Sarah 1835

Full-rigged ship, wooden, built Liverpool 1820, 284 tons
More history of vessel.
Owned Sir John Tobin, Liverpool
Voyage Liverpool to Demerara
Driven ashore near Trecastell [Cable Bay] Anglesey, 10/11 September 1835
Captain W Syms and crew, 14/18, rescued from the shore

On the night of 10th/11th September 1835, the Sarah, outbound from Liverpool to Demerara, ran ashore and broke up on the rocks two miles west of Aberffraw. Captain Syms and his crew of 14/18 were all safely brought ashore, using the shore-based life-saving apparatus from Holyhead. Several other vessels were wrecked off the coast of North Wales by the gales at that date. One record states that her cargo was salt, another coal and general cargo. [Information from contemporary newspapers from Liverpool and North Wales and from Lloyds Register]

The Reverend James Williams of Llanfairynghornwy, who was concerned about the loss of life from shipwrecks around Anglesey, founded the Anglesey Branch of the Royal National Institute for the Preservation of Life from Shipwreck, with his wife, Frances. He took charge of the rescue of the men aboard the Sarah, which was aground on rocks near Porth Trecastell. He was able to heave a line across to the vessel. Shortly after the last of the 14 crew had been rescued, the ship broke up. Another report quotes 18 men as rescued.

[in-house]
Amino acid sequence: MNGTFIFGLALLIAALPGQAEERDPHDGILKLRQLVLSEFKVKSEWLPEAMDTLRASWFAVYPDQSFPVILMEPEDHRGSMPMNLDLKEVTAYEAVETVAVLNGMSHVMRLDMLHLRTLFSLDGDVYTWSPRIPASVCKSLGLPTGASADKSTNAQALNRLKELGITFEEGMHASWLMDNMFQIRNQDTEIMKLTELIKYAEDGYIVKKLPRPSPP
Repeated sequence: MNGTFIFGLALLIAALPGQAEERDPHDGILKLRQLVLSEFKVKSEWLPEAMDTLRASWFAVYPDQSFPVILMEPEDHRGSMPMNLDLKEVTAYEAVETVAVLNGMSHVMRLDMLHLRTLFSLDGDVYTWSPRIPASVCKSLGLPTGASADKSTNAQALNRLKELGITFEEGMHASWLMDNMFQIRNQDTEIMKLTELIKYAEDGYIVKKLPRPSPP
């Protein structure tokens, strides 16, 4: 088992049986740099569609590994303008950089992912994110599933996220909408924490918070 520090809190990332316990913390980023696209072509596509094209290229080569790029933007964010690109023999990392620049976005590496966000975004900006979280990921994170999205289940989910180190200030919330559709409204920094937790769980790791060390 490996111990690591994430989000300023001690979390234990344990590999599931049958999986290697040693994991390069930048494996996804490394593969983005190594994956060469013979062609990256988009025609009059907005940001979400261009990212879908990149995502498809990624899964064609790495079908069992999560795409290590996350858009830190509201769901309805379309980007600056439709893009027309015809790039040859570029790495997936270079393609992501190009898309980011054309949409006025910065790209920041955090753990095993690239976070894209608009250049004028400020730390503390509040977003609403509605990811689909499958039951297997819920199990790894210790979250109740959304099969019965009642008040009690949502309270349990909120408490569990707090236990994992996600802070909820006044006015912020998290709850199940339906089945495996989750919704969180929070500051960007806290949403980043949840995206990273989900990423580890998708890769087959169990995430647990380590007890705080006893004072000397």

His wife, Frances, drew the scene with a line running from the mizzen mast to the shore with a sailor on it and, subsequently, painted a picture of it. Her paintings were lithographed and sold to raise funds for life-saving.
  Note that this couple were great-grandparents of Kyffin Williams, the renowned Anglesey artist who died in 2006.

Painting of the rescue by Frances Williams: [from Oriel Môn]

The Rev James Williams was awarded a gold medal in 1835 by the RNIPLS (fore-runner of the RNLI) for his actions (i)in this rescue; (ii)in the rescue of the crew of the Active (when he rode into the sea to throw a grappling line aboard); (iii) for his invention of a self-inflating life-buoy.

The location of the wreck was just west of the sandy beach at Porth Trecastell (Cable Bay) and divers have occasionally found items on the seabed here which might have come from the Sarah.
The location of the wreck is somewhere along the coast near 53°12.19N, 4°30.14W.